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After SBI's rating cut, govt takes stock of its banks

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Asks banks to furnish capital, ratings and details.

After Moody’s Investors Service on Tuesday downgraded the standalone rating of the country’s largest lender, State Bank of India, the government has swung into action and started taking stock of capital requirements of the and their ratings. Public sector banks account for nearly 70 per cent of the loans in the country.

Yesterday, the asked all public sector banks to furnish details of their latest ratings — both internal and external — and indicate their near-term capital-raising plans, to form an idea on the banks’ capital adequacy ratio. The government also sought to know the banks’ Tier-I capital in the overall capital adequacy ratio and non-performing asset ratio, said the chairman and managing director of a public sector bank.

Banks are rated by external agencies like Standard and Poor’s and Moody’s, while the Reserve Bank of India carries out their internal rating on the basis of their capital adequacy, asset quality, management, earnings, liquidity and system and control (CAMELS). The rating is assigned after an annual financial inspection by RBI.

“Following SBI’s rating downgrade, the government wants to know the latest figures of capital, NPA and ratings. It wants to make an assessment of banks’ capital requirements and outlook on asset quality,” said the chairman and managing director of another public sector bank. reported a Tier-I capital ratio of 7.60 per cent as on June 30, which is lower than C-rated Indian banks.

Additionally, banks have also been asked to give details on funds raised overseas and the rate at which those were raised. With interest rates staying high in the domestic markets, some of the Indian banks had opted to raise funds from foreign territories where rates were lower.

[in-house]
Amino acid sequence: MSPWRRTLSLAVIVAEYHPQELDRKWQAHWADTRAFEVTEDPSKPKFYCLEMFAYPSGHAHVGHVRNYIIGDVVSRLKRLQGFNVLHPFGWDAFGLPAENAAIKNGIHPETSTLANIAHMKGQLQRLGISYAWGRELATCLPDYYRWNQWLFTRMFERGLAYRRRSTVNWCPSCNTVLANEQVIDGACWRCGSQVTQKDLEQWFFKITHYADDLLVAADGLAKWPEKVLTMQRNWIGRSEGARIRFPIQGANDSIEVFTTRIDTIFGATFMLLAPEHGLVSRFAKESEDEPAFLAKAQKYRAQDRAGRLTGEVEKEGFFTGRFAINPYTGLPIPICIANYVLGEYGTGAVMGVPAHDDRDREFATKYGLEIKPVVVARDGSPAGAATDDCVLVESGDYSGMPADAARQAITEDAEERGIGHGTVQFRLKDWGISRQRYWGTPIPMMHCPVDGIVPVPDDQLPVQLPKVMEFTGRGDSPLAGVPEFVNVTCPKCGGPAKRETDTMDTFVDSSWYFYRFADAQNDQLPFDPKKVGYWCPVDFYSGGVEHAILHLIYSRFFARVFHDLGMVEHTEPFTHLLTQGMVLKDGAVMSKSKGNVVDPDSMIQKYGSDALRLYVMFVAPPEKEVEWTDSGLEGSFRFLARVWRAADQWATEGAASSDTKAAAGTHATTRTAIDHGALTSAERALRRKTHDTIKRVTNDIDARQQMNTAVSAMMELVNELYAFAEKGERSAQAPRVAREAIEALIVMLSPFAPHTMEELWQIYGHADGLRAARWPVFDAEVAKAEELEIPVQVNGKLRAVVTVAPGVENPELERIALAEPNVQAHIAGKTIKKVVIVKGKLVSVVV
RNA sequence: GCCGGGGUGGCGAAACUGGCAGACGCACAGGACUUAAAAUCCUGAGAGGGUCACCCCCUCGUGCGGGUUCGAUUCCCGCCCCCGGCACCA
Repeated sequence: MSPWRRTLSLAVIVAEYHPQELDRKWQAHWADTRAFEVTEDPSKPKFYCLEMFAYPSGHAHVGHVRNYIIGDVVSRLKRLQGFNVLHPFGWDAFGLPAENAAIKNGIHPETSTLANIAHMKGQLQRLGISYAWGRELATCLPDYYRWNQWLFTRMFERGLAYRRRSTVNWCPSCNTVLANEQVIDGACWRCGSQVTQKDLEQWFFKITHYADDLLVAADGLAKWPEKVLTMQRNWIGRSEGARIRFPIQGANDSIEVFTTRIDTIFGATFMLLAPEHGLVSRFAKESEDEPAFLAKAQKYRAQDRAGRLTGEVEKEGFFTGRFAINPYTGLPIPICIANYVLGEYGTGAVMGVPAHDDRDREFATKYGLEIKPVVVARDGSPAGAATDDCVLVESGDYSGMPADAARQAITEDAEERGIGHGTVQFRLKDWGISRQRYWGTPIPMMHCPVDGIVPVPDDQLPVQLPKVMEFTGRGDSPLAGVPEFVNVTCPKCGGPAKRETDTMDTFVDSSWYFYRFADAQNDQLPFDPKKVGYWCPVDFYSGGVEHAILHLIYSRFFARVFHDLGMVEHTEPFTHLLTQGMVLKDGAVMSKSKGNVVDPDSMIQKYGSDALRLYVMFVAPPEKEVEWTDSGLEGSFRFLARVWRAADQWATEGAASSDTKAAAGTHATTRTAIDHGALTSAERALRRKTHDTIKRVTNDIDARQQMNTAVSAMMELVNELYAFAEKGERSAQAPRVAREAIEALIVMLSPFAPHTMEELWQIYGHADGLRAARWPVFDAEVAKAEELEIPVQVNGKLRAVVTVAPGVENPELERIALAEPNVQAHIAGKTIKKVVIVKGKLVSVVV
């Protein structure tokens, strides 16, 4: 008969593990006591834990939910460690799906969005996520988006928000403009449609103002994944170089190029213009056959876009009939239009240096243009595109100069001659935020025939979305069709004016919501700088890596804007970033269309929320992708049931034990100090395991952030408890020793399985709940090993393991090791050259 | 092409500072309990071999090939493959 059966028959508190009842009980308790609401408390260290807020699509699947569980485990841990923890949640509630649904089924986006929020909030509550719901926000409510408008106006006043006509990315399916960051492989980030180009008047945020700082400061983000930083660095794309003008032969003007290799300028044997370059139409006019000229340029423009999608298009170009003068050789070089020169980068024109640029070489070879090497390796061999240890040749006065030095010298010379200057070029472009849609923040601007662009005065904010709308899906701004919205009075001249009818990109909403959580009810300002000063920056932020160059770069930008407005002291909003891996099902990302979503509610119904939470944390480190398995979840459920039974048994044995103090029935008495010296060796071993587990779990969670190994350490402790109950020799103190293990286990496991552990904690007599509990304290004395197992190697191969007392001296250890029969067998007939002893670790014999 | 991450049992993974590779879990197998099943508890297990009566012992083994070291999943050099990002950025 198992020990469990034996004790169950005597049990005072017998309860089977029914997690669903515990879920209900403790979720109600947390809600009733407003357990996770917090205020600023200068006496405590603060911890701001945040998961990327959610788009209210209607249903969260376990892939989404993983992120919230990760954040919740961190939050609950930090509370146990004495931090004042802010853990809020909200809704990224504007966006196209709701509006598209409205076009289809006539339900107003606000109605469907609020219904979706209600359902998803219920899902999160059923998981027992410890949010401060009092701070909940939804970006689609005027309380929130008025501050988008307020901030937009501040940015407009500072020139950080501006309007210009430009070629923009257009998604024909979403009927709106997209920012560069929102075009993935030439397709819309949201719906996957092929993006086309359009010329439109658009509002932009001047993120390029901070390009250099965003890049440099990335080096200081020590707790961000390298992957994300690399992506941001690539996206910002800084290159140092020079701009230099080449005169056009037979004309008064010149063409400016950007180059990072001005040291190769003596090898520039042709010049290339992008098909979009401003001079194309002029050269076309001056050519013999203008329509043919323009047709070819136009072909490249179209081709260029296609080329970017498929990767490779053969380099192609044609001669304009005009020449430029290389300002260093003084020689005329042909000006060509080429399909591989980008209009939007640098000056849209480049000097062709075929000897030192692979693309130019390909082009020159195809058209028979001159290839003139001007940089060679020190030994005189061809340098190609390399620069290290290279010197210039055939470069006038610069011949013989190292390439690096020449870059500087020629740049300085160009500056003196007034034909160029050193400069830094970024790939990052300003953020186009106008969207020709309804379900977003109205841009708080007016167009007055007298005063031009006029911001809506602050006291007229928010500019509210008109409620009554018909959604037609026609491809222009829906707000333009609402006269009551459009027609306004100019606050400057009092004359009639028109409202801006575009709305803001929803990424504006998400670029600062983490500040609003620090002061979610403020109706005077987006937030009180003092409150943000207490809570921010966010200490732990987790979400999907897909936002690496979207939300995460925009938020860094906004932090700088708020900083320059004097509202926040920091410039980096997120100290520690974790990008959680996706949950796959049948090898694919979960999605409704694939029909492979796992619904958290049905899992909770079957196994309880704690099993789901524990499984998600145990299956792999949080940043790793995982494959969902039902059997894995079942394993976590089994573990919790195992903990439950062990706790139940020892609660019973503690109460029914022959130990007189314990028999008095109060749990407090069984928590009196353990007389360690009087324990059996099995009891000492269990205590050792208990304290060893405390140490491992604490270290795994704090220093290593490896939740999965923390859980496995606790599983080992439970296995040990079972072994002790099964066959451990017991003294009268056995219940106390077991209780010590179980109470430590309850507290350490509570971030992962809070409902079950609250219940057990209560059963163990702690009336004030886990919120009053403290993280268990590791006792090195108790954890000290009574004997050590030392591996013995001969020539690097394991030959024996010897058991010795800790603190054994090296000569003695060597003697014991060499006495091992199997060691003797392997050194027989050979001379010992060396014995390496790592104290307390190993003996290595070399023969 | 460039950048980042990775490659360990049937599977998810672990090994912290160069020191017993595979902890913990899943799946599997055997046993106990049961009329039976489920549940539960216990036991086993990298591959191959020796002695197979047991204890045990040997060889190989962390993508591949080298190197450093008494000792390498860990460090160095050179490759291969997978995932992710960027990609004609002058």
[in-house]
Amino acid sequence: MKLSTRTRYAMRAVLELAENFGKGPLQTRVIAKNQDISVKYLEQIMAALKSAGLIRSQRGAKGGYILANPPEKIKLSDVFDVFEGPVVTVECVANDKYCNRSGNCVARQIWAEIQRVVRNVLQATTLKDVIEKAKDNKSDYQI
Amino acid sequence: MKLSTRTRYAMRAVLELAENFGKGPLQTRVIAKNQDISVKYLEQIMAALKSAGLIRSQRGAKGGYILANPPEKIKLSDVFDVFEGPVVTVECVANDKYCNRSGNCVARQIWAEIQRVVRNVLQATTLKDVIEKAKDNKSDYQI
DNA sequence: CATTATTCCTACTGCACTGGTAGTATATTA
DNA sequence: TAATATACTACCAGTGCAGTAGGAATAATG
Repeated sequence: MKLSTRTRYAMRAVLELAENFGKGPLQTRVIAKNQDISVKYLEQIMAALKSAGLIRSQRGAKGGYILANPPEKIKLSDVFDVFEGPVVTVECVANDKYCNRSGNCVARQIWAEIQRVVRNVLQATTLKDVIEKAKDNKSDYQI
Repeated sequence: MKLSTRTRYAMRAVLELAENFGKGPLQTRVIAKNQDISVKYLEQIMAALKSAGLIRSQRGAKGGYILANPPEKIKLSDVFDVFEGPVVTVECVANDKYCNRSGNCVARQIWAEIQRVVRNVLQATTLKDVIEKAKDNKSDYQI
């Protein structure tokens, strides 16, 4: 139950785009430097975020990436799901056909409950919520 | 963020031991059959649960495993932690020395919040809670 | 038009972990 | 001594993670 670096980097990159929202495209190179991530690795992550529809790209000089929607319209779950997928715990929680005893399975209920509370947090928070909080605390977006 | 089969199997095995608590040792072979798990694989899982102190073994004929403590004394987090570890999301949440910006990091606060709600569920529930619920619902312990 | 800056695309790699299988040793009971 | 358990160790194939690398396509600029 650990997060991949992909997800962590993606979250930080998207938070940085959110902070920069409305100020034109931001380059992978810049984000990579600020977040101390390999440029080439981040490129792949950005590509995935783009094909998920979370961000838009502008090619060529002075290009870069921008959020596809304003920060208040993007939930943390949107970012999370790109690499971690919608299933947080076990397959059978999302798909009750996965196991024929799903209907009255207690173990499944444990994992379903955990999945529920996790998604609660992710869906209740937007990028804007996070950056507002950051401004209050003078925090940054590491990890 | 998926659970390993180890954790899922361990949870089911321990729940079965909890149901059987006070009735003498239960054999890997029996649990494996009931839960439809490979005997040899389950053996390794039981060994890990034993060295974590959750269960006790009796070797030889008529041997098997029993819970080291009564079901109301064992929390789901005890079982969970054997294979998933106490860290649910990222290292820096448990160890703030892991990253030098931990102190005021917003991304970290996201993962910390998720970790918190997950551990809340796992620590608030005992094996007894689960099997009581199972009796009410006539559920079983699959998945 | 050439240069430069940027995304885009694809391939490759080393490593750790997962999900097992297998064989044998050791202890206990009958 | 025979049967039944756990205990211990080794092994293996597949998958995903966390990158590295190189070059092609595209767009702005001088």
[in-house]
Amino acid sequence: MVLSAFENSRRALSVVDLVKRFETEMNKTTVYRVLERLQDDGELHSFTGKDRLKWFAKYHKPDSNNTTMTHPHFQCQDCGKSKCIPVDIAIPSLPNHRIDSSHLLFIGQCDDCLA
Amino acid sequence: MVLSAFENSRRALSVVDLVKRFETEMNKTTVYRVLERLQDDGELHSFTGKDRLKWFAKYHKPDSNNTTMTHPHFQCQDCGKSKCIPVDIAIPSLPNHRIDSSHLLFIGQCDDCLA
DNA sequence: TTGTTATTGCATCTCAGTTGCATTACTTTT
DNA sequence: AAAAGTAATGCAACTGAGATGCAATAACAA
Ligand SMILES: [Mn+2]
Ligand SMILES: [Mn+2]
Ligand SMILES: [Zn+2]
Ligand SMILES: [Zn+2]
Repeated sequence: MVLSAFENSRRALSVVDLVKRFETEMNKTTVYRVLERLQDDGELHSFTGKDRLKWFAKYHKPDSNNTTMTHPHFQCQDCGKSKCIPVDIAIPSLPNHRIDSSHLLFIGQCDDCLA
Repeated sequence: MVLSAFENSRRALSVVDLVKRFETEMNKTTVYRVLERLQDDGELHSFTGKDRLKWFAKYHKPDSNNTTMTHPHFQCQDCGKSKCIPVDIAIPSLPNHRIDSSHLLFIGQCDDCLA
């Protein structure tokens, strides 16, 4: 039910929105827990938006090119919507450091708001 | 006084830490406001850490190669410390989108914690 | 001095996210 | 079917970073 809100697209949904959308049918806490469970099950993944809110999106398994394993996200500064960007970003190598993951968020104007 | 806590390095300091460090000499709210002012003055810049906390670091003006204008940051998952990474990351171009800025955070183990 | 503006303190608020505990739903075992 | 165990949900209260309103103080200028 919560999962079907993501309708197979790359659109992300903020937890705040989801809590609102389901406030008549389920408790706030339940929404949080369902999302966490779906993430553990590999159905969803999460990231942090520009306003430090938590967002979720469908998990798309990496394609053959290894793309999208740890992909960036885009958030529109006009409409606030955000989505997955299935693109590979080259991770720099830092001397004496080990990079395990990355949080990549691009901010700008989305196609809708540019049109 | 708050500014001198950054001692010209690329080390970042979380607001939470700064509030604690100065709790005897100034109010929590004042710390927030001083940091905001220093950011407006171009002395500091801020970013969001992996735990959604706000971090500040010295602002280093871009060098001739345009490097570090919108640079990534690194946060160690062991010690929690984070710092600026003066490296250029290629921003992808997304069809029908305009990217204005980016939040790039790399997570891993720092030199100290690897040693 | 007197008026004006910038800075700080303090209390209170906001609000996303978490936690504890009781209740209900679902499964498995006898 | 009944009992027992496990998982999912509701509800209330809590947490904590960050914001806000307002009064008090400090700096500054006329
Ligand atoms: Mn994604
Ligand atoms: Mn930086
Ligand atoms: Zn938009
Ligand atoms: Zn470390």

Moody’s had on Tuesday downgraded the standalone rating of SBI to D+ from C-, citing “modest” capital and weakening asset quality. Bankers said the rating agency was also in talks with individual banks to review ratings. “Banks that do not have significant exposure overseas and, therefore, are insulated from the current global financial crisis, may not see their ratings getting affected,” said a top executive of a government-owned bank.

Though most of the banks may not need to raise capital in the current financial year due to slower credit offtake, their asset quality is expected to come under pressure, following migration to system-driven classification of non-performing assets.

The government had asked banks to migrate to a system where all the loans were classified as non-performing by technology, without any human intervention. The deadline to meet the system ended on September 30. Bankers said, as the new system came into force from this quarter, they expected to see slippages going up, which would exert pressure on profitability.

The government is also assessing the capital requirements of banks for the next 8-10 years and weighing options that would enable it to support banks’ capital needs, while maintaining the minimum 58 per cent ownership. The government also wants to ensure its banks maintain a minimum Tier-I capital of eight per cent, higher than the regulatory requirement of six per cent.

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